European leaders have torn into each other today as the migrant crisis escalated
Once again the cavernous divisions between different EU countries were laid bare for all to see, with Angela Merkel angrily defending Germany’s role in the chaos amid sniping from other member states.
In a day of unprecedented migrant violence thousands of refugees smashed down a border fence between Macedonia and Greece whilst inhabitants of the Calais Jungle camp set fires and hurled rocks at police as they attempted to avoid eviction.
Mrs Merkel was on the back foot as she voiced her “despair” at other European nations which fail to share her dream for open door immigration.
Many EU states now deeply resent Germany and blame its leader for unleashing millions of migrants on the continent after she rashly promised all Syrians asylum.
There were violent scenes across Europe today, with migrants smashing down a fence in Greece
Europe has been paralysed by division over how to deal with the migrant crisis
“But it is my damn duty to do everything I can so that Europe finds a collective way.“
That stance has put Germany at loggerheads with its close neighbour Austria, which has announced a cap on daily asylum applications in a desperate bid to stop the flow of migrants.
Today the country ratcheted up its attacks on Mrs Merkel to new heights, calling on her to fly migrants directly from Greece to Germany to alleviate the pressure on countries located between the two.
More than a million migrants flooded into Europe last year
There were violent scenes in Calais as French police tried to clear the Jungle camp
It is my damn duty to do everything I can so that Europe finds a collective way
His comments came after Greece hit out at the rest of Europe for abandoning it to cope with tens of thousands of migrants who are trapped at its northern border with Macedonia.
There were violent scenes today as thousands of refugees tried to smash down a border fence and force their way into the tiny country, which they want to travel through on their way to Germany.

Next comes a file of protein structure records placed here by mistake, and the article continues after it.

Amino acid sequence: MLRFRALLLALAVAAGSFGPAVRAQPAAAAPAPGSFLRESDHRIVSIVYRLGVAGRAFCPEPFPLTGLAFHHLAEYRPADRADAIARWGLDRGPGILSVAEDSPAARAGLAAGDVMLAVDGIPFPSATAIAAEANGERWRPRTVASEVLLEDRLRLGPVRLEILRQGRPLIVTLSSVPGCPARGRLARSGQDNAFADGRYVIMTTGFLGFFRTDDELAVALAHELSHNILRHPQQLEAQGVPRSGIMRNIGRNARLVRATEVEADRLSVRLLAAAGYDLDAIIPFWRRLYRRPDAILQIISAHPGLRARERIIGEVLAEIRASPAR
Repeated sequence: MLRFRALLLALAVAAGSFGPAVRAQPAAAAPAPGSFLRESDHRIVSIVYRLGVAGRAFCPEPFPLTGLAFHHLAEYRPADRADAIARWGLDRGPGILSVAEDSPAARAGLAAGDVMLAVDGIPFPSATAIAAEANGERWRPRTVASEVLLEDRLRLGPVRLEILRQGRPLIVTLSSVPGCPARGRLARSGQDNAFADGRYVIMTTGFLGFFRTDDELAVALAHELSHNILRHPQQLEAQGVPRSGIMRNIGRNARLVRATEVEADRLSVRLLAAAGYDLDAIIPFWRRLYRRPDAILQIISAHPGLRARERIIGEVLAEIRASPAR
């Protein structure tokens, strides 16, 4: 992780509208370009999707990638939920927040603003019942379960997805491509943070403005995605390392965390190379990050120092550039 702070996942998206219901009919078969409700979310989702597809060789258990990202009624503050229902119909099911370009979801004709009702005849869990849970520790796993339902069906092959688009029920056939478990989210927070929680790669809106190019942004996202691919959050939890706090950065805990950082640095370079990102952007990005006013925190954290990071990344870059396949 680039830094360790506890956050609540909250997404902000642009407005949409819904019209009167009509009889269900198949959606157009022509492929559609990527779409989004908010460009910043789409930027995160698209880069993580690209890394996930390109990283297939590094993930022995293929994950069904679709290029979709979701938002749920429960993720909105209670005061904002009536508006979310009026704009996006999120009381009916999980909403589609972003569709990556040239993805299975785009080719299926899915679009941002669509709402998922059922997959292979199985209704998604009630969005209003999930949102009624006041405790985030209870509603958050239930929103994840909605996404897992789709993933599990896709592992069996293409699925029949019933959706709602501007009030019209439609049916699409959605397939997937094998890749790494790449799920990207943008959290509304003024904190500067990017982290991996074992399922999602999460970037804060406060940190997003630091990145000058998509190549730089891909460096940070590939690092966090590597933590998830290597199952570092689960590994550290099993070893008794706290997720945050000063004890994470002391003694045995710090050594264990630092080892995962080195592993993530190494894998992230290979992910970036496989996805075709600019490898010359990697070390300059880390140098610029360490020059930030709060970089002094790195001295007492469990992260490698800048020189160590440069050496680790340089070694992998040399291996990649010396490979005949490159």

Greece’s shipping minister Thodoris Dritsas said: “These people do not want to stay here.
“Even if we had a system in place for them to stay here permanently it wouldn’t work.”
Europe is bitterly divided over the issue of refugees
Parts of the Jungle camp burned as Europe endured its worst day of migrant chaos
Elsewhere Switzerland – which is not an EU member but is part of Schengen – is set to announce its own plans for limiting the flow of migrants crossing its borders.
The Swiss have been locked in negotiations with EU leaders over their desire to introduce a migrant cap, which goes against free movement rules.
But their parliament is now planning to override Brussels, introducing a “unilateral clause” which will bring the measure into law.
And Finland today warned that it is braced for asylum applications to increase sixfold, with the country’s president saying mass migration is a threat to European values.
The migrant crisis continued to unravel after Hungary announced its own plans to build a huge border fence on the frontier with Romania which will effectively seal off northern Europe from the Balkans.
No-nonsense Prime Minister Viktor Orban ignored pleas from Brussels to drop his radical plans to reduce migration, insisting he was acting as a defender of Christian Europe.
He said: “We will teach Brussels, the human traffickers and the migrants that Hungary is sovereign country.
“We cannot solve the demographic problems of the undeniably dwindling and ageing European population with the Muslim world without losing our lifestyle, security and ourselves. Those coming here have no intention of adapting to our lifestyle.”
Tomorrow Mrs Merkel will meet Tihomir Oreskovic, the Prime Minister of Hungary’s neighbour Croatia, to discuss how the flow of migrants can be reduced.
The tiny eastern European state has been under intense pressure, with thousands of refugees travelling through its lands on the way to Germany and Scandinavia.
Germany’s open door asylum policy has been opposed by even its closest ally France, whose faith in the free movement zone has been rocked by the November Paris terror attacks.
Meanwhile Britain is set for an in/out referendum on its membership of the 28-nation bloc, with migration set to be a key issue in the campaigning.
David Cameron spent more than two days in fraught negotiations with BRussels leaders over a deal he believes will help keep Britain in the EU.
But one diplomat summed up the mood in Europe when he said: “Everyone in the room and corridors was rather irritated that here we are dealing with some rather obscure issues of child benefits indexation, while we have real problems in Syria, member states closing borders, major issues we should really be on instead of this.”